It seems most Americans get a warm sense of security every time they hear that another high-ranking al-Qaeda member has been killed. This is exactly why President Obama has been flaunting his “successful” assassinations as badges of honor. The current administration clearly believes that the more terrorists they kill, the better chance they have at winning a second term in November’s election, despite what the international blowback might be. The New York Times reports on Obama:
“His first term has seen private warnings from top officials about a ‘Whac-A-Mole’ approach to counterterrorism; the invention of a new category of aerial attack following complaints of careless targeting; and presidential acquiescence in a formula for counting civilian deaths that some officials think is skewed to produce low numbers.
The administration’s failure to forge a clear detention policy has created the impression among some members of Congress of a take-no-prisoners policy. And Mr. Obama’s ambassador to Pakistan, Cameron P. Munter, has complained to colleagues that the C.I.A.’s strikes drive American policy there, saying ‘he didn’t realize his main job was to kill people,’ a colleague said.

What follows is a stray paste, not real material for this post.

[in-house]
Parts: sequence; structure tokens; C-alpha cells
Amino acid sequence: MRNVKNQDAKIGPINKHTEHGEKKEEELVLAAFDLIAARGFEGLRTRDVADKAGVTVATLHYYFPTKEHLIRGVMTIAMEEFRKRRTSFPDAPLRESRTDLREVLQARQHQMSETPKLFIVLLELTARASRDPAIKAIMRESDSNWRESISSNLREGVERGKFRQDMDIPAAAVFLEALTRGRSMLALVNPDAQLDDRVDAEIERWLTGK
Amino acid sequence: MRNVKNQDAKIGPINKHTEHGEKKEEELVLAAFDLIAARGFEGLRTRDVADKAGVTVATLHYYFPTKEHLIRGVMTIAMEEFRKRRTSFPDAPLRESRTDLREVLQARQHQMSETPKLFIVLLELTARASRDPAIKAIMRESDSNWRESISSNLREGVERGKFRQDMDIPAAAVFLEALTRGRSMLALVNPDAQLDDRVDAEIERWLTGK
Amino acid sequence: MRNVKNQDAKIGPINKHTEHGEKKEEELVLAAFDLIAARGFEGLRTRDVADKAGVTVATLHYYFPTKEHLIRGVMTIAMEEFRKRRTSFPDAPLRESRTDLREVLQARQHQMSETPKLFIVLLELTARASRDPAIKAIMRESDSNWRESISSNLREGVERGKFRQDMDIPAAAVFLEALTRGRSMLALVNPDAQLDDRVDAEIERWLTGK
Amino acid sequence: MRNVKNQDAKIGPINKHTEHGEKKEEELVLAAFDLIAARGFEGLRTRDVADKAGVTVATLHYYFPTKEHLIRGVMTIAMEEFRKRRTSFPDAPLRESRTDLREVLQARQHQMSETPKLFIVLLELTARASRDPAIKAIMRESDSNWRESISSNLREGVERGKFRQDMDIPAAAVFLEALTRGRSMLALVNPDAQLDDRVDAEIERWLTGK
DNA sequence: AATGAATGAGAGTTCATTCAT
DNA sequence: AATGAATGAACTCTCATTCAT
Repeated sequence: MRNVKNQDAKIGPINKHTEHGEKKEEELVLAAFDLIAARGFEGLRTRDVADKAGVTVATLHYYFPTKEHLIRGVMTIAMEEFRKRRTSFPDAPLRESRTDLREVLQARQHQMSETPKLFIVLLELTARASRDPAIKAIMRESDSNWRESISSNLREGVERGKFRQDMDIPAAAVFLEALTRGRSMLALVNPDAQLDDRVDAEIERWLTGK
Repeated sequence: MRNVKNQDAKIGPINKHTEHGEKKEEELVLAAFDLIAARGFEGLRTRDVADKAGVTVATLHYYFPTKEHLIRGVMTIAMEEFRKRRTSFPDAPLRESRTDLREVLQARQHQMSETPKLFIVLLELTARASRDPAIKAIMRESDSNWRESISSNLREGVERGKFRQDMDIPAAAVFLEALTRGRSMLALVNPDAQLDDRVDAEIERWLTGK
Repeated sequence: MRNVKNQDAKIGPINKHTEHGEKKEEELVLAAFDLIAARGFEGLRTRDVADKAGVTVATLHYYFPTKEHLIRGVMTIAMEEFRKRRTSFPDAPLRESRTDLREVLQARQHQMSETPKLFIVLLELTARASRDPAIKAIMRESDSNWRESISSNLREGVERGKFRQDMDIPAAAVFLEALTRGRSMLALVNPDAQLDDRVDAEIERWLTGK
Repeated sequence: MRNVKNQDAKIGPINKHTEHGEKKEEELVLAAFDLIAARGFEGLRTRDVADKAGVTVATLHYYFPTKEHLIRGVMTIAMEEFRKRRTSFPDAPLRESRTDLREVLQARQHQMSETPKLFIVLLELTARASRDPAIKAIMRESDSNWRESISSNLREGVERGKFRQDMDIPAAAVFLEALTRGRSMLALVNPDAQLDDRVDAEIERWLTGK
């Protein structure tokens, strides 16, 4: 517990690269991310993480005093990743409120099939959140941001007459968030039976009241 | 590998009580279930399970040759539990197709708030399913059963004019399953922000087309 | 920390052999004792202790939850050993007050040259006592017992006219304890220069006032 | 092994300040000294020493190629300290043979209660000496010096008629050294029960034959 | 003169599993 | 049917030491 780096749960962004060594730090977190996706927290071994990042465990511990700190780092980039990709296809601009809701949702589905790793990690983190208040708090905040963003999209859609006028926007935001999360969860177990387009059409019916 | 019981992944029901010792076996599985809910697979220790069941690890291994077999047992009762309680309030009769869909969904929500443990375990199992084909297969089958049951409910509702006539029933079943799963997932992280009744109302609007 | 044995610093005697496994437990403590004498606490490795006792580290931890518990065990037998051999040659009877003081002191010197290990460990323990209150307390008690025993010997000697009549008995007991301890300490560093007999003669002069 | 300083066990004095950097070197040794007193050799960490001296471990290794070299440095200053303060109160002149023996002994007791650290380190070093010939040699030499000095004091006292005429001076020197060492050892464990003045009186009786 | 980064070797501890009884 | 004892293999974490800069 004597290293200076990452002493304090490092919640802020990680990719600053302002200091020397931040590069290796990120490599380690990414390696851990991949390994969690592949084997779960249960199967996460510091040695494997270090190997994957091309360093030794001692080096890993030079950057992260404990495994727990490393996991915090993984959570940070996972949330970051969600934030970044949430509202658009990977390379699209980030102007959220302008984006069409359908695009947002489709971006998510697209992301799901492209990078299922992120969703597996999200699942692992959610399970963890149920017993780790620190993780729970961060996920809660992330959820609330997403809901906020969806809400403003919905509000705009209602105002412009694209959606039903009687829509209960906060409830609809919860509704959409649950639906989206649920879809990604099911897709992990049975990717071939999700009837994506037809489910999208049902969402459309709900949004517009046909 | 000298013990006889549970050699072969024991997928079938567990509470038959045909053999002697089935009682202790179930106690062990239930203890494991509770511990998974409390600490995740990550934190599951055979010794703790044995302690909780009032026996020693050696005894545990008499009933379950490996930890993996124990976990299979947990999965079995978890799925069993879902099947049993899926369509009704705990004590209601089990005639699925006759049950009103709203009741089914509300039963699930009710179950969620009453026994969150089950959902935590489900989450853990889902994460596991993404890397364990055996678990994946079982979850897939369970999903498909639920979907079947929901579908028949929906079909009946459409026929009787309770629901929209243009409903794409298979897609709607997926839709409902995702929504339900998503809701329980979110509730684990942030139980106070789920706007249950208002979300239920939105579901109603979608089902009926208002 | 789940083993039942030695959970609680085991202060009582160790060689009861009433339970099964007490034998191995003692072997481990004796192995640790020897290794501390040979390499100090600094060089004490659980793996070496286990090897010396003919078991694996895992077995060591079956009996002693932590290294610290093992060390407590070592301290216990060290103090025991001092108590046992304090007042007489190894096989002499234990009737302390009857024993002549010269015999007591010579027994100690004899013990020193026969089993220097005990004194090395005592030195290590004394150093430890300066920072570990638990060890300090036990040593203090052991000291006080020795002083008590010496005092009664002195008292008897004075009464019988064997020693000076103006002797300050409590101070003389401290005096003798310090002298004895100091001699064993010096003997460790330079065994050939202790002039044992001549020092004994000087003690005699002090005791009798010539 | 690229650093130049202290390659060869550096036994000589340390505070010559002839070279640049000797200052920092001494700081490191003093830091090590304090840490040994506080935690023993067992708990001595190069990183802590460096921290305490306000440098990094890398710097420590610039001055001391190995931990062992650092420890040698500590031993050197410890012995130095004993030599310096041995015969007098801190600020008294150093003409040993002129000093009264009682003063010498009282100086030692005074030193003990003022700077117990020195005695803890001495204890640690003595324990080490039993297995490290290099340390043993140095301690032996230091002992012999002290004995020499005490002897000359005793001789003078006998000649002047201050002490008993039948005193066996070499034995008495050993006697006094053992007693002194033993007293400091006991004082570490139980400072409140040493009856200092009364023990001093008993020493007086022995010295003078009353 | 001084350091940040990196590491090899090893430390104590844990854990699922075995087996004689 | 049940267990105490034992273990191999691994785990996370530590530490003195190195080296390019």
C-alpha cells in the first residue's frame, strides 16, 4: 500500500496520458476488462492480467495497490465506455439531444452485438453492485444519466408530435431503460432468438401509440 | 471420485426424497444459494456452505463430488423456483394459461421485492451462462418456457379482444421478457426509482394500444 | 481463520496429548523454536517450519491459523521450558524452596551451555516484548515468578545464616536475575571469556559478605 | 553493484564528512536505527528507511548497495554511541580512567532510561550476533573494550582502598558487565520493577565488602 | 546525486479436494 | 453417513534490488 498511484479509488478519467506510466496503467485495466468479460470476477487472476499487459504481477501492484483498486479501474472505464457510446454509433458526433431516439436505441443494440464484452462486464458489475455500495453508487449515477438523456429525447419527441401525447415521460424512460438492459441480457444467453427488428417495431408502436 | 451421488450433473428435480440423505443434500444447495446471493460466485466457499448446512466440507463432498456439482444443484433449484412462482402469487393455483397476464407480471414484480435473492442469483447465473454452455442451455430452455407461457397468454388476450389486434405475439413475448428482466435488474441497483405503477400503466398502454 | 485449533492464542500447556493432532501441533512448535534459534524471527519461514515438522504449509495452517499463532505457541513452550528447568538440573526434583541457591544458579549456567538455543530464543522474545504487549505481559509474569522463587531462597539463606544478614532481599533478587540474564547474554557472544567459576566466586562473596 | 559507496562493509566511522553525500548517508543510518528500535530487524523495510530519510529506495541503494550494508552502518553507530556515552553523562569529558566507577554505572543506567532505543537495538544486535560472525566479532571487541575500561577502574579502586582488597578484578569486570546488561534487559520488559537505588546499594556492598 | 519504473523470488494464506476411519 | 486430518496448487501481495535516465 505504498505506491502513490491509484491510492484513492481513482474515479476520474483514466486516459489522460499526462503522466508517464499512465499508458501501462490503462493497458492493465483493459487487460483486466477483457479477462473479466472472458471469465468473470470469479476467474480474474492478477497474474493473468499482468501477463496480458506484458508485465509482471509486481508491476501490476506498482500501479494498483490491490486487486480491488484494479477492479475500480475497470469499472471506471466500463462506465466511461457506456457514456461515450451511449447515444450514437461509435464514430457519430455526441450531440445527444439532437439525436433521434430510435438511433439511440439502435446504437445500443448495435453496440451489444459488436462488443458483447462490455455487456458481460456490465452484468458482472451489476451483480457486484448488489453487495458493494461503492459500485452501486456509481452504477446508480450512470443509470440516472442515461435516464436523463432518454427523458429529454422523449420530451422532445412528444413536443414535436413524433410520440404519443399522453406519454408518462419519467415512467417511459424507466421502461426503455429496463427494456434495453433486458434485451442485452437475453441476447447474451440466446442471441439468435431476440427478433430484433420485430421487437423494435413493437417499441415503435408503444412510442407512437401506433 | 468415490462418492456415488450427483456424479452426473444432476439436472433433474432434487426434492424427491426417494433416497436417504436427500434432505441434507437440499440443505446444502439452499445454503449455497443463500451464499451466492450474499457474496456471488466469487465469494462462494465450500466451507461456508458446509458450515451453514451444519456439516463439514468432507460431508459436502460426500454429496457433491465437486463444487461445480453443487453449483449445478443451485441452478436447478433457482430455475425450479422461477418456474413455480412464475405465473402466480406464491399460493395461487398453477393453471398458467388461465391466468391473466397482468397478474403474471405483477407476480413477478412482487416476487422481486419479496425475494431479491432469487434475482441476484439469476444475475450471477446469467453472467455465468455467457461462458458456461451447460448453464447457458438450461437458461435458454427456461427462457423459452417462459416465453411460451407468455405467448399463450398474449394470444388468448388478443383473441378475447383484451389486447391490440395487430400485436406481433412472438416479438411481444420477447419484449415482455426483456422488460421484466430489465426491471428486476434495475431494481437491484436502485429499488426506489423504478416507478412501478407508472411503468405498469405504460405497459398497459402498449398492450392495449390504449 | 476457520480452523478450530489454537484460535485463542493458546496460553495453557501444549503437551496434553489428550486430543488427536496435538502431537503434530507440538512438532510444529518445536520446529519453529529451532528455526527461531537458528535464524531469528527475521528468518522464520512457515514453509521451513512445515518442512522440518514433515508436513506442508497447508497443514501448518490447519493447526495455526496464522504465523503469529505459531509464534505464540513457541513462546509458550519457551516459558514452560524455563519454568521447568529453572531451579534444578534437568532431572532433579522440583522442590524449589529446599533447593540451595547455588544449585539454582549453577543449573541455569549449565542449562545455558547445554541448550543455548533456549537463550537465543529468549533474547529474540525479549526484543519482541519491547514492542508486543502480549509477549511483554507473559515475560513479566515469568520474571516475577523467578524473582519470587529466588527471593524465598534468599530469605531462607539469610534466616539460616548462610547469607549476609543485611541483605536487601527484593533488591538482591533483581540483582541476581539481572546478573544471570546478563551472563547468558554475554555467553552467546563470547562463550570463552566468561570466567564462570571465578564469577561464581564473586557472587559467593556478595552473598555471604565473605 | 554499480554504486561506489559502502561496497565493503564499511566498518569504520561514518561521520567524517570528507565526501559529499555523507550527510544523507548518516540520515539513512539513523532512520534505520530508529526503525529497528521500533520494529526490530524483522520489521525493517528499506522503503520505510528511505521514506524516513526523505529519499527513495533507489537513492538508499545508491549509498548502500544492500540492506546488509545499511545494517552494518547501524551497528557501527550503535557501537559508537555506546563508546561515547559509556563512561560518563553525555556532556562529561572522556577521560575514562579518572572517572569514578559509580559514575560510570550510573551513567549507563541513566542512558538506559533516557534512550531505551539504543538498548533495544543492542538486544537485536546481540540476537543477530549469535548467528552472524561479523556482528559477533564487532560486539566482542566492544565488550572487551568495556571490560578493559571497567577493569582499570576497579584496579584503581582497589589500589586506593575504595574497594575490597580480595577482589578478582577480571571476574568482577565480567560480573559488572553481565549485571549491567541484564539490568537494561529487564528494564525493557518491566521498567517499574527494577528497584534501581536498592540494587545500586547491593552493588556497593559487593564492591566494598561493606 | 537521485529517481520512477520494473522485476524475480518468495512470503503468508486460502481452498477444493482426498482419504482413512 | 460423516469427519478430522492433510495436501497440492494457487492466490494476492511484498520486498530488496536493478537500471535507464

Beside the president at every step is his counterterrorism adviser, John O. Brennan, who is variously compared by colleagues to a dogged police detective, tracking terrorists from his cavelike office in the White House basement, or a priest whose blessing has become indispensable to Mr. Obama, echoing the president’s attempt to apply the ‘just war’ theories of Christian philosophers to a brutal modern conflict.
But the strikes that have eviscerated Al Qaeda — just since April, there have been 14 in Yemen, and 6 in Pakistan — have also tested both men’s commitment to the principles they have repeatedly said are necessary to defeat the enemy in the long term. Drones have replaced Guantánamo as the recruiting tool of choice for militants; in his 2010 guilty plea, Faisal Shahzad, who had tried to set off a car bomb in Times Square, justified targeting civilians by telling the judge, ‘When the drones hit, they don’t see children.’
Dennis C. Blair, director of national intelligence until he was fired in May 2010, said that discussions inside the White House of long-term strategy against Al Qaeda were sidelined by the intense focus on strikes. ‘The steady refrain in the White House was, ‘This is the only game in town’ — reminded me of body counts in Vietnam,’ said Mr. Blair, a retired admiral who began his Navy service during that war.”